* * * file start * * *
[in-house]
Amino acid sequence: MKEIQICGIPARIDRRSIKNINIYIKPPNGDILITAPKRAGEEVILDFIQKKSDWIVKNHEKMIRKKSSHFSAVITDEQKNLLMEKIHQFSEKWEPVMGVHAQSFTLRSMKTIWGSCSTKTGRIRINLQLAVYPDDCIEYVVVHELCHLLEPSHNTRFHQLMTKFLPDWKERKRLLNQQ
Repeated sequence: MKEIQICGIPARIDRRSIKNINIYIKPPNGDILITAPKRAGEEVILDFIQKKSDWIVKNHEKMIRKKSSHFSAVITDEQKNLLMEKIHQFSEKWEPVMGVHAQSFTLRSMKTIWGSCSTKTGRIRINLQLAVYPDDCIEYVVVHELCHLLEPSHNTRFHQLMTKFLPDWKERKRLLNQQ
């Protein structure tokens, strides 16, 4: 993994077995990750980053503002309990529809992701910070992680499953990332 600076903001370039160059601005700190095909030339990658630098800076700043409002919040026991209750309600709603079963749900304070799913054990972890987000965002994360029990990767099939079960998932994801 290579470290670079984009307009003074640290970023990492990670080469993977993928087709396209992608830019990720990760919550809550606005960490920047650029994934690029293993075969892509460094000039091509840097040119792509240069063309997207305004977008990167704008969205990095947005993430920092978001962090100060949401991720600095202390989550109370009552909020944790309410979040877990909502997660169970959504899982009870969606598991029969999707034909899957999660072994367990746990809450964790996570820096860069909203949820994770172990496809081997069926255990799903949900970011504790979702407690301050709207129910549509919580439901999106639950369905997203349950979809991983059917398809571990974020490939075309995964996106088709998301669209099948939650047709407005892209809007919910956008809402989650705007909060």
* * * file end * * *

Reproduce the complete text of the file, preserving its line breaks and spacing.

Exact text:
[in-house]
Amino acid sequence: MKEIQICGIPARIDRRSIKNINIYIKPPNGDILITAPKRAGEEVILDFIQKKSDWIVKNHEKMIRKKSSHFSAVITDEQKNLLMEKIHQFSEKWEPVMGVHAQSFTLRSMKTIWGSCSTKTGRIRINLQLAVYPDDCIEYVVVHELCHLLEPSHNTRFHQLMTKFLPDWKERKRLLNQQ
Repeated sequence: MKEIQICGIPARIDRRSIKNINIYIKPPNGDILITAPKRAGEEVILDFIQKKSDWIVKNHEKMIRKKSSHFSAVITDEQKNLLMEKIHQFSEKWEPVMGVHAQSFTLRSMKTIWGSCSTKTGRIRINLQLAVYPDDCIEYVVVHELCHLLEPSHNTRFHQLMTKFLPDWKERKRLLNQQ
């Protein structure tokens, strides 16, 4: 993994077995990750980053503002309990529809992701910070992680499953990332 600076903001370039160059601005700190095909030339990658630098800076700043409002919040026991209750309600709603079963749900304070799913054990972890987000965002994360029990990767099939079960998932994801 290579470290670079984009307009003074640290970023990492990670080469993977993928087709396209992608830019990720990760919550809550606005960490920047650029994934690029293993075969892509460094000039091509840097040119792509240069063309997207305004977008990167704008969205990095947005993430920092978001962090100060949401991720600095202390989550109370009552909020944790309410979040877990909502997660169970959504899982009870969606598991029969999707034909899957999660072994367990746990809450964790996570820096860069909203949820994770172990496809081997069926255990799903949900970011504790979702407690301050709207129910549509919580439901999106639950369905997203349950979809991983059917398809571990974020490939075309995964996106088709998301669209099948939650047709407005892209809007919910956008809402989650705007909060």